HITS Daily Double


THE SHAPE OF PINGS TO COME: The sheer volume of unknown acts pinging the radar has largely transformed the A&R game. The process once hinged on the strength of a record exec’s instincts, timing, pitch and stomach for check-writing brinksmanship. Today, savvy players are still winning—but the game has changed dramatically since the pandemic lockdown.

When songs first started to break from TikTok, Spotify and SoundCloud, record peeps were throwing big money at these new-artist deals, not knowing or understanding their full potential. That was all pre-COVID, when the labels had a full arsenal of weapons to exploit, including touring. Livestreams, while allowing artists to make some cash while serving their diehard fan bases, have not moved the needle.

As the new reality sets in and we see what the results look like, new-artist deals have gotten less crazy. A greater understanding of a hot streaming act’s potential has become more pervasive. Even so, being early and aggressive can mitigate those dollars—especially if you can take an act off the table before the rest of the wolves smell blood. Early research and analytics are key to the process for the likes of Ron Perry, John Janick/Joie Manda/Todd Moscowitz, Elliot Grainge and Monte Lipman, who are leading the pack. They’re typically on the case when a future hot record is just warming up. But when an anomaly occurs, such as when a country act like Morgan Wallen (on Seth England’s Big Loud) explodes on Apple Music, it’s game on in the classic contest style —as the top players bring out the heavy artillery to close.

By the by, one thing that hasn’t changed much is the post-deal spin. If you signed it, you got it for less than the other guys because the artist dug your vibe. If the competition got it, they paid 50% more than you offered. (Yes, we know—their lawyer is your guy and you saw their offer.)

One interesting sidebar to the story of the new digital landscape: Apple Music’s aggressive, calculated move into country, where they’re identifying the hits early and populating them through their playlists—just as they’ve done with R&B and hip-hop, which they dominate. Amazon has had incredible growth in country, but when one crosses to Apple, the impact is louder than a klaxon. Take Warner Nashville’s Gabby Barrett, whom they moved on months ago; her “I Hope” is now at 400m+ streams globally (75%+ of that in the U.S.) and in the Top 10 at Pop radio. Spotify’s interest in country seems less enthusiastic, because the genre rarely hits critical mass outside the U.S.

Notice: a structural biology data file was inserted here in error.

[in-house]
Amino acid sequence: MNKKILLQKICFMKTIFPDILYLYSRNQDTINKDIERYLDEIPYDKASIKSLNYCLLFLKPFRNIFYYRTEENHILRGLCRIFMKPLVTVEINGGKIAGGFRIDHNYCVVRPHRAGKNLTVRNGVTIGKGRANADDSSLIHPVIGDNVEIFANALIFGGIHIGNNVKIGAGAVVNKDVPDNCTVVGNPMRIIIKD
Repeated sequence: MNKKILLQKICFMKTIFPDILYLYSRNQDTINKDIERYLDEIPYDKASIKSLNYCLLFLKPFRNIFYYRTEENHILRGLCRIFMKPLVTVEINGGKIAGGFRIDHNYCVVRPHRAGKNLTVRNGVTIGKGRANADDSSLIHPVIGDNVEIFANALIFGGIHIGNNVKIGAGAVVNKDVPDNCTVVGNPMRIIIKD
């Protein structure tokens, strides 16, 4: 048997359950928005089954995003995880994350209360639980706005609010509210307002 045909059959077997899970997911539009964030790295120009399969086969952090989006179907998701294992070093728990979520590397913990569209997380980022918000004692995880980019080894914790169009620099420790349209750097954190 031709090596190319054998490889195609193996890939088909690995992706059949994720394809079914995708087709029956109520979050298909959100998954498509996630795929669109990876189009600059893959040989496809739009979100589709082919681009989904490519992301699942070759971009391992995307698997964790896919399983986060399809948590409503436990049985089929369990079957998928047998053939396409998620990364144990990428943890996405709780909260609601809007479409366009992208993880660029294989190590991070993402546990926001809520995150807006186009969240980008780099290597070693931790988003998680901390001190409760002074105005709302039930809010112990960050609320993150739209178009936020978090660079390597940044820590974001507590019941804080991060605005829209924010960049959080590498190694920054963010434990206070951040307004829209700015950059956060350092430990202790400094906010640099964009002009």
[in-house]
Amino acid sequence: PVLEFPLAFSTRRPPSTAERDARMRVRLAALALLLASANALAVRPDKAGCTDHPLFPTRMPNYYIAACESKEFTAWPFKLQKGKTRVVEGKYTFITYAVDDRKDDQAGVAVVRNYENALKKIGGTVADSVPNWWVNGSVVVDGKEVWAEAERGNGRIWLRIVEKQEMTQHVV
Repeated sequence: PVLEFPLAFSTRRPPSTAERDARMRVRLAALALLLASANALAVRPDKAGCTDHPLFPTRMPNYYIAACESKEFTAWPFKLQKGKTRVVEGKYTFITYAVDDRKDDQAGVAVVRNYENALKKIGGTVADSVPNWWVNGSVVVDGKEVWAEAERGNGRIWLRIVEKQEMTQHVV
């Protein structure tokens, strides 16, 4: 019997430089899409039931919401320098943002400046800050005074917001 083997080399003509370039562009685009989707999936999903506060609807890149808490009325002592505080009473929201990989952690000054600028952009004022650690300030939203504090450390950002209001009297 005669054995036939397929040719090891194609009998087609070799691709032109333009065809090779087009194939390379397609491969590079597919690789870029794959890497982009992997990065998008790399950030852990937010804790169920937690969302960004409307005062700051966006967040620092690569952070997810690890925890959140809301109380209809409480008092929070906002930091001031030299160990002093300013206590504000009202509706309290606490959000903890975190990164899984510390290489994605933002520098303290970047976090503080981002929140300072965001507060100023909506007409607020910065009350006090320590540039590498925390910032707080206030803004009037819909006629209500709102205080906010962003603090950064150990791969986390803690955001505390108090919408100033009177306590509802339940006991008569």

THE YOUNG AND THE RESTLESS: Artist development has been profoundly affected by the lack of touring, even as the marketplace is being dominated by young acts—many of whom were complete unknowns before scaling the streaming charts. TikTok’s and Spotify’s global charts are two essential metrics for understanding today’s pop marketplace. The Spot’s Today’s Top Hits playlist, meanwhile, is fundamental to the potential success of these young acts. Each week’s adds to that playlist become critical, as radio has unquestionably come to the party in the last year, committing to records that have shown their bona fides on these digital platforms.

TTH’s weekly additions—new cuts must reach a threshold of 800k-1m or so streams before getting added—are vital on a global level, helping to gauge the potential of emerging artists. Apple Music, meanwhile, is driving the U.S. market as well as providing an ongoing musical map of the culture. The planets have aligned for new records to blow up instantly without things that were once indispensable, like rollout campaigns and marketing and publicity budgets—or even scheduled releases.

Once a track is ignited within a streaming platform’s system, the sky’s the limit. For the most part, though, TikTok is the only platform that’s doing the igniting and driving discovery. What’s more, that discovery is limited to songs, which can quickly become massive in the new ecosystem. TikTok isn’t breaking artists; the faces that accompany those bedroom-pop and hip-hop hits in its shortform videos are those of its users.

The secret sauce for growing a pop song into a hit act is the old-school combination of a radio hit and the road, and without those initial club circuits, those ballroom blitzes, those opening spots on shed tours and other early forays on the live side, how is an act to establish that it’s more than a track, however big? And without the crucible of the stage, how are artists supposed to grow?

A prime example of this is Capitol’s Lewis Capaldi, whose second hit is now vying for #1 at Top 40 radio, with Greg Marella at the wheel. In the wake of the irresistibly sad, chart-topping smash “Someone You Loved” earning insane global streams, the warm-and-fuzzy Scottish troubadour has hit another weepy ballad, “Before You Go,” out of the park. All this successful sorrow has hiked Capaldi’s album ATD to a hefty 1.3m U.S. But imagine if he’d had this year to consolidate those gains on tour. Would he be headlining 5-8k-cap venues?